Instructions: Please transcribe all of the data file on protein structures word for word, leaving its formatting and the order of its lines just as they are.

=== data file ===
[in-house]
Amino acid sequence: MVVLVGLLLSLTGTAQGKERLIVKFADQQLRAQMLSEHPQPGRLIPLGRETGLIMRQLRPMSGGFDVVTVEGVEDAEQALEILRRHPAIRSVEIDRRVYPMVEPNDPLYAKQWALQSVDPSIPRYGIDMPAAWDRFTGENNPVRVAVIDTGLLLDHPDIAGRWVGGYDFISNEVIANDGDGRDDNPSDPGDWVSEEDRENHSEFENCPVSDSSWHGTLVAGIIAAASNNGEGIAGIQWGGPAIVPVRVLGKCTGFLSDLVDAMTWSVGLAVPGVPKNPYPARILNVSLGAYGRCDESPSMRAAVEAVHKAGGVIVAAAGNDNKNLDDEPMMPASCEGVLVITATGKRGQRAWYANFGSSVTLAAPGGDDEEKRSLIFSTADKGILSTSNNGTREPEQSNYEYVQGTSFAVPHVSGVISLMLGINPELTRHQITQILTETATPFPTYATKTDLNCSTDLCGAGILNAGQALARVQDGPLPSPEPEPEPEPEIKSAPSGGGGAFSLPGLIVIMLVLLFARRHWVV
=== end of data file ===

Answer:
[in-house]
Amino acid sequence: MVVLVGLLLSLTGTAQGKERLIVKFADQQLRAQMLSEHPQPGRLIPLGRETGLIMRQLRPMSGGFDVVTVEGVEDAEQALEILRRHPAIRSVEIDRRVYPMVEPNDPLYAKQWALQSVDPSIPRYGIDMPAAWDRFTGENNPVRVAVIDTGLLLDHPDIAGRWVGGYDFISNEVIANDGDGRDDNPSDPGDWVSEEDRENHSEFENCPVSDSSWHGTLVAGIIAAASNNGEGIAGIQWGGPAIVPVRVLGKCTGFLSDLVDAMTWSVGLAVPGVPKNPYPARILNVSLGAYGRCDESPSMRAAVEAVHKAGGVIVAAAGNDNKNLDDEPMMPASCEGVLVITATGKRGQRAWYANFGSSVTLAAPGGDDEEKRSLIFSTADKGILSTSNNGTREPEQSNYEYVQGTSFAVPHVSGVISLMLGINPELTRHQITQILTETATPFPTYATKTDLNCSTDLCGAGILNAGQALARVQDGPLPSPEPEPEPEPEIKSAPSGGGGAFSLPGLIVIMLVLLFARRHWVV